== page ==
Anyway, I digress. In summer, when we go on holiday I read a lot, you will always find me under a tree or umbrella, reading a book in a massive sun hat. Yes I am that loser.

Last year in Mexico I finished six books in ten days. Which would have been fine if I had taken just those six book but unfortunately my Livyness will not allow me to do this. I mean, what if I had read them super quick and had finished them before the end of the holiday! Disaster! What if one day I was just not in the mood for that particular book! Exactly! Which is why I took 13 books. And my diary. And two jotters. And a name book (indeed, I am a loser on many levels).

I inexplicably have to have at least four books on the go to quench my various reading moods. For example, right now I am reading: Kitchen Table Lingo (for fun words, not too heavy), The Workhouse (for actually-my-life-doesn't-suck-that-much mood), The Stuff of Thought (to remind me of my degree and to feel intellectual), My Grammar and Me (so I can correct people all the time with the confidence that I AM RIGHT), A Stranger in the House: Women's Stories of Men Returning from the Second World War (because I like to pretend I am a history geek), Waiter Rant: Behind the Scenes of Eating Out (although I wouldn't recommend this if you feel queasy easily - wow that nearly rhymed), The Importance of Being Trivial: In Search of the Perfect Fact (because it is fab) and The Little Princess (because I am in fact, 6).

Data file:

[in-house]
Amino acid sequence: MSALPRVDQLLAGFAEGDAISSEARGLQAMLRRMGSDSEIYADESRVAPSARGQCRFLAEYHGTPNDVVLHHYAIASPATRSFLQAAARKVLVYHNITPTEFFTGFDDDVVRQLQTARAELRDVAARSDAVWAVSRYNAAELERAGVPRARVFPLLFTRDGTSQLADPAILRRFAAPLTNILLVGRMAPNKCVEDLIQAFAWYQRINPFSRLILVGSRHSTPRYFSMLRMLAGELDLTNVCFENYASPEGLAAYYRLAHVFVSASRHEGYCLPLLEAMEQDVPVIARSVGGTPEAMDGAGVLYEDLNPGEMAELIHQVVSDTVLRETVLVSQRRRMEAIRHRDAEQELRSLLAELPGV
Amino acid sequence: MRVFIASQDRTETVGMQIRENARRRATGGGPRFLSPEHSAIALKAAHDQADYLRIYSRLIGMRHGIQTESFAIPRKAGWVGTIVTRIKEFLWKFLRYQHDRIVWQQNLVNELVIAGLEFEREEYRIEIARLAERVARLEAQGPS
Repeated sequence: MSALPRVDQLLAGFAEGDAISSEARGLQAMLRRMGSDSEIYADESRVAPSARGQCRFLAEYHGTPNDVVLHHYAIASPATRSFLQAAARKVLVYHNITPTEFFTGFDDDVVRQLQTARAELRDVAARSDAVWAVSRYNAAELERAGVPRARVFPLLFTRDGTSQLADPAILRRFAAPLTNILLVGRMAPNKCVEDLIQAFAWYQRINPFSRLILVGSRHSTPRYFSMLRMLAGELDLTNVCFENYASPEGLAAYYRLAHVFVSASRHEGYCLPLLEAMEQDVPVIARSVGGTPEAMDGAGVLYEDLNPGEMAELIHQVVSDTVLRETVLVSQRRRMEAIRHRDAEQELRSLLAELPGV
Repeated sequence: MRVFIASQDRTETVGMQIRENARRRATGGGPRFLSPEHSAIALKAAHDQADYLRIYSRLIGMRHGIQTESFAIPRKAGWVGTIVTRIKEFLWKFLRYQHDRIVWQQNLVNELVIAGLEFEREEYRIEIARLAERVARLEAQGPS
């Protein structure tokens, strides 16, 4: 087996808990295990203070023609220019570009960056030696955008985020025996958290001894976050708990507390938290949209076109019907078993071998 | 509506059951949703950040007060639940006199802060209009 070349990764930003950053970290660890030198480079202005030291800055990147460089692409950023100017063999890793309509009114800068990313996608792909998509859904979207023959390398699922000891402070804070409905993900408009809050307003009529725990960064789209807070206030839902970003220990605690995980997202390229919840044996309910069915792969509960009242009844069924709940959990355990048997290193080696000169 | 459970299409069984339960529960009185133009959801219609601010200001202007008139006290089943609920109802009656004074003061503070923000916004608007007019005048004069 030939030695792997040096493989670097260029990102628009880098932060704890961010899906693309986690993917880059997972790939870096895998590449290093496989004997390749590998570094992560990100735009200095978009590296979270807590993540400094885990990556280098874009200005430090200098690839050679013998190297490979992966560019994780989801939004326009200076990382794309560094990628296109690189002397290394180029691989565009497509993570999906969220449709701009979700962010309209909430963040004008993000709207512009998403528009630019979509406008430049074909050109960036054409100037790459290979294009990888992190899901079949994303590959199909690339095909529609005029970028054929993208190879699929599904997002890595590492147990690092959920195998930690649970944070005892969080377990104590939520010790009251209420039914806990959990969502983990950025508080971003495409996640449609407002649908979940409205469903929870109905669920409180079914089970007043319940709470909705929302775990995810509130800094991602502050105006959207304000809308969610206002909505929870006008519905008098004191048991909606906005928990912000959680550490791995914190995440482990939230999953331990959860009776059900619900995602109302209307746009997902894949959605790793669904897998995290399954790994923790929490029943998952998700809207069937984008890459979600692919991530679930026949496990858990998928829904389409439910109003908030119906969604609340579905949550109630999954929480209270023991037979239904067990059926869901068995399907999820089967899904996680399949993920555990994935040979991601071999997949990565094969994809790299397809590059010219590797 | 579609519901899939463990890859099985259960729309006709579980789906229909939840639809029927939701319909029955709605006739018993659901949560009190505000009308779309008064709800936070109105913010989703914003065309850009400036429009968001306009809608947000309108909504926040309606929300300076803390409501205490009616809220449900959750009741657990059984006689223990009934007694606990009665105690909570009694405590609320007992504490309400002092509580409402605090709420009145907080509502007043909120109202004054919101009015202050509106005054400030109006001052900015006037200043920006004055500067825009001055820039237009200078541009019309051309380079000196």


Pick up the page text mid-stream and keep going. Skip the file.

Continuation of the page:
Not only this but I always have to have one super depressing book on the go (currently The Workhouse). The function of this book is specific - when I am down it is very important for me to read a book about people whose lives are even worse, a sort of perspective giving tool if you will. This can backfire. For example, once I was very stressed out, I was looking for a job, having parent issues, my fish Googley Pete died and the local shop were out of Toffee Crisps so I pulled out my most popular depressing book - Love You Mean It, The Story of Four 9/11 Widows. Unfortunately, I was in such despair that this just plunged me deeper and I found myself sitting on a bus outside Tesco's, sobbing with panda eyes and chocolate round my mouth.

It is with this in mind that I have decided on my new Summer Reading Rules: